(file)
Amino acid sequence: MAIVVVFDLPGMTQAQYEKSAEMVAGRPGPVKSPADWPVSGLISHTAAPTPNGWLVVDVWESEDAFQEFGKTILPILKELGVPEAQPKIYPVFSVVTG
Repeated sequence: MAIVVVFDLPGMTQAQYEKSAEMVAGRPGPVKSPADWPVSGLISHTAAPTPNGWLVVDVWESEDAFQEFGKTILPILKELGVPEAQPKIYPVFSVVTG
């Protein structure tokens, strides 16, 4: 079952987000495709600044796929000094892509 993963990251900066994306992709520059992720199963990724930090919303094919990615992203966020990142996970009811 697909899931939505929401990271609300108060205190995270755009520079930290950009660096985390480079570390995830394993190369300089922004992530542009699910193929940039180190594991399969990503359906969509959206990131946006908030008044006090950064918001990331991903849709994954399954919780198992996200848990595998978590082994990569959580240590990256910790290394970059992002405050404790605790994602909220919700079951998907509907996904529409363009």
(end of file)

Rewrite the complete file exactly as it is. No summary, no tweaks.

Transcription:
Amino acid sequence: MAIVVVFDLPGMTQAQYEKSAEMVAGRPGPVKSPADWPVSGLISHTAAPTPNGWLVVDVWESEDAFQEFGKTILPILKELGVPEAQPKIYPVFSVVTG
Repeated sequence: MAIVVVFDLPGMTQAQYEKSAEMVAGRPGPVKSPADWPVSGLISHTAAPTPNGWLVVDVWESEDAFQEFGKTILPILKELGVPEAQPKIYPVFSVVTG
């Protein structure tokens, strides 16, 4: 079952987000495709600044796929000094892509 993963990251900066994306992709520059992720199963990724930090919303094919990615992203966020990142996970009811 697909899931939505929401990271609300108060205190995270755009520079930290950009660096985390480079570390995830394993190369300089922004992530542009699910193929940039180190594991399969990503359906969509959206990131946006908030008044006090950064918001990331991903849709994954399954919780198992996200848990595998978590082994990569959580240590990256910790290394970059992002405050404790605790994602909220919700079951998907509907996904529409363009």